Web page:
Nigeria braces itself for Oil Unions Strike
In a statement released on Monday, 15th of December, 2014, representatives of the Petroleum and Natural Gas Senior Staff Association of Nigeria (PENGASSAN) and Nigerian Union of Petroleum and Natural Gas Workers (NUPENG) confirmed that the unions will be proceeding on an indefinite strike with the aim of shutting down oil exports from the West African Nation.
In a statement by Emmanuel Ojugbana, spokesperson of PENGASSAN, he confirmed that the country will soon begin to notice shutdown of oil flow. Our correspondents in the capital city, Abuja, were unable to get comments from spokesperson of the Nigerian National petroleum Corporation (NNPC), Mr. Ohi Alegbe.
At this critical period, it is noted that any diminution in pumping of crude oil would clash with the already sliding price of Nigeria’s biggest source of revenue, which accounts for over 85% of it’s export revenue. Brent crude oil plunged by 44% this year only rising by 2.3% today t $63.25 a barrel. According to estimates from the deutsche Bank, Nigeria needs about double the current price to balance its budget.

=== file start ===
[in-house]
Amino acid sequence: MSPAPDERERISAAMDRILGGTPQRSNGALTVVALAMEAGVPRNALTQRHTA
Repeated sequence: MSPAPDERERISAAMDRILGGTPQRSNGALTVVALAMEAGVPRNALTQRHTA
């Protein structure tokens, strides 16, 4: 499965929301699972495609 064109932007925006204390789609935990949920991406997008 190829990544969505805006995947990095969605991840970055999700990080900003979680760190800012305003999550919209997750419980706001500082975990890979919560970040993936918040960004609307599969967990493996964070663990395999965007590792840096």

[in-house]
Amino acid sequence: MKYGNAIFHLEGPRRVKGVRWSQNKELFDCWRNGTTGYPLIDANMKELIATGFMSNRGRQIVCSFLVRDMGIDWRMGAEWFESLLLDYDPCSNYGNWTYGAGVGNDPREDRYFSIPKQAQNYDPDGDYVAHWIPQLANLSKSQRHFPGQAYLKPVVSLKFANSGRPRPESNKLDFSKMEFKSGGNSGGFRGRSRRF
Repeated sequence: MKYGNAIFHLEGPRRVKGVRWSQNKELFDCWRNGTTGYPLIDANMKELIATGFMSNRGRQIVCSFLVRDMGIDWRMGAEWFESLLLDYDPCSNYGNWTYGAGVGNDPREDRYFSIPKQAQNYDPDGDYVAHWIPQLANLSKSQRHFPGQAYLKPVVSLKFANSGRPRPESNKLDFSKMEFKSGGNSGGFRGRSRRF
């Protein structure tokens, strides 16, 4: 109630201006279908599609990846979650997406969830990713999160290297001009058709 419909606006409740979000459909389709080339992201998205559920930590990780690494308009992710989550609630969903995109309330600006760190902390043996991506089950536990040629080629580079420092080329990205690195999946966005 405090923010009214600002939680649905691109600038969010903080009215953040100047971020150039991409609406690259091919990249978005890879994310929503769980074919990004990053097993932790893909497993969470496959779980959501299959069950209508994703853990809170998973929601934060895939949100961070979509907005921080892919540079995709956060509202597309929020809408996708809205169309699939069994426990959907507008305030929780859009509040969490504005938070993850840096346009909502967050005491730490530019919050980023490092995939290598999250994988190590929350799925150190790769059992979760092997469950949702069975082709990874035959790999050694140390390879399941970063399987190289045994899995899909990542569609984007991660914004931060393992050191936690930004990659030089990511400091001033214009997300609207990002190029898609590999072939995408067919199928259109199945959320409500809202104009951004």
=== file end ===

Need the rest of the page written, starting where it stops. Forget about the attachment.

However, director at the New York based Eurasia Group, Philippe de Pontet does not believe that the strike would have any particular bearing on the sale of crude or the economy generally. He was quoted saying, “We do not expect the strike to have a material impact on Nigeria’s oil production, certainly not in the early days. The unions are taking advantage of the political climate ahead of the general elections in February to maximize their negotiating leverage on a set of unrelated matters.”
However, figures compiled by Bloomberg confirm that Nigeria’s crude oil output declined by almost 3.2% the last time NUPENG and PENGASSAN went on strike sometime in September. Nigeria pumped an estimated 2.3 million barrels of crude oil a day last year, 26% of Africa’s total output according to BP.
The Unions disagree as they insist that the strike is to protest the government’s failure to fix refineries, cut gasoline prices in line with the falling crude prices and also passage of the much delayed Petroleum Industry Bill. They want the government to address these issues and also curb pipeline sabotage and certain ‘unfair labour practices” by producers.
No statement is yet to be issued by the government at this time and Union leaders have expressed an indefatigable commitment to proceed with the strike.